[14] The issue must be what sort of sanction (disqualification/suspension/fine) and at what level, (or none) is the minimum required to satisfy sentencing principles. These are discussed in this Appeal Tribunal’s decision relating to Simon Lawson and need no lengthy discussion here, but they include the need to denounce the offending, punish the offender, reflect the gravity of the offending, deterrence both specific and general protection of the community, assist in rehabilitation and reintegration of the offender, take account of the personal circumstances of the offender, and be proportionate to his wrongdoing and personal features. But, crucially as we made clear, in the context such as this of professional disciplinary proceedings, sanctions are not just designed to simply to punish and deter. There is the important consideration of protection of the profession, its standing in the community, and the public, and all who deal with it, and whose livelihoods are dependent on it, and ensuring these are not jeopardised. The confidence of the community in the integrity, honesty and probity of members of any profession is a crucial consideration, and if its reputation is tarnished by those who transgress in those respects, the privilege of retaining membership, and a licence or ability to practice in that profession, is likely to be forfeited. The sanctioning process is designed for a very different purpose and wider needs of the sport and licence holders, and all who participate in the racing industry must clearly understand that.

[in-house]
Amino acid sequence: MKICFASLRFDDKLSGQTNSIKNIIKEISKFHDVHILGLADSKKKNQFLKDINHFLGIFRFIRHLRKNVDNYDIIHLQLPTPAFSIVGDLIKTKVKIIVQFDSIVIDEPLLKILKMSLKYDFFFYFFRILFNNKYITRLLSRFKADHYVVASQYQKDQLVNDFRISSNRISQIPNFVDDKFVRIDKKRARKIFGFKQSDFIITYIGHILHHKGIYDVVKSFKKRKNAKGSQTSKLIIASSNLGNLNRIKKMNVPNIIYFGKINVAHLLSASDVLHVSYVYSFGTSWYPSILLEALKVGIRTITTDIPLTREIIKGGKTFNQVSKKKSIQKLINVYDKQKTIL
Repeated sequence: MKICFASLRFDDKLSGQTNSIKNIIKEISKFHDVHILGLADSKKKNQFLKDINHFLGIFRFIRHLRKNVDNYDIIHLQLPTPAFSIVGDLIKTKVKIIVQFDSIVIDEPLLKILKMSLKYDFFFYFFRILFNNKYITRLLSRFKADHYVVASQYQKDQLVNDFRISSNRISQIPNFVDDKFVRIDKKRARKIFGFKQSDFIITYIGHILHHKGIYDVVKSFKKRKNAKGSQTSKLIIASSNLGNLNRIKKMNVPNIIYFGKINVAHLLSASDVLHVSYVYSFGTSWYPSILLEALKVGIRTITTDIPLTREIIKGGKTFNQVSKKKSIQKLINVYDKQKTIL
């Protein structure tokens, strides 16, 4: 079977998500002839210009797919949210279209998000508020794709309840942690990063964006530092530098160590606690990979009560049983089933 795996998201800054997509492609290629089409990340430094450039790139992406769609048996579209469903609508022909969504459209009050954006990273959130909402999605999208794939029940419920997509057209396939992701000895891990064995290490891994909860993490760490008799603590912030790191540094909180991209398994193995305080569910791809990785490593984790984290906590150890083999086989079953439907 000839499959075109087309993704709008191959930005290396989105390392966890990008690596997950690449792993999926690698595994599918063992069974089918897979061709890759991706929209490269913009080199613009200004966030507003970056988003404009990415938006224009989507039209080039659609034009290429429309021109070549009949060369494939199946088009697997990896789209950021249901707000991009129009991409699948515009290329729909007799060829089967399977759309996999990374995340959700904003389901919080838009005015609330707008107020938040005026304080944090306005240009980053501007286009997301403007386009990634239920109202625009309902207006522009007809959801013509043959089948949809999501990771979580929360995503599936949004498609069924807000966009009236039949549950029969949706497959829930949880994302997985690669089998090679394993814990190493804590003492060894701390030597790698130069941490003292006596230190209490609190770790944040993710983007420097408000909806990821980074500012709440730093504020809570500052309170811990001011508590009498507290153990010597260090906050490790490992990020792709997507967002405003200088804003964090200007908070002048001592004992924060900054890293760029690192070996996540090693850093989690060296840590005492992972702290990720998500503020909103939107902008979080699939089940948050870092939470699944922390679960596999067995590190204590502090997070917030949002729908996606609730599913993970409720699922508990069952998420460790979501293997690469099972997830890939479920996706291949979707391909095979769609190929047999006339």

[15] The life blood of racing depends upon millions of dollars wagered in New Zealand. Loss of confidence of punters and the community in the integrity of the sport/industry inevitably carries grave risk to its wellbeing.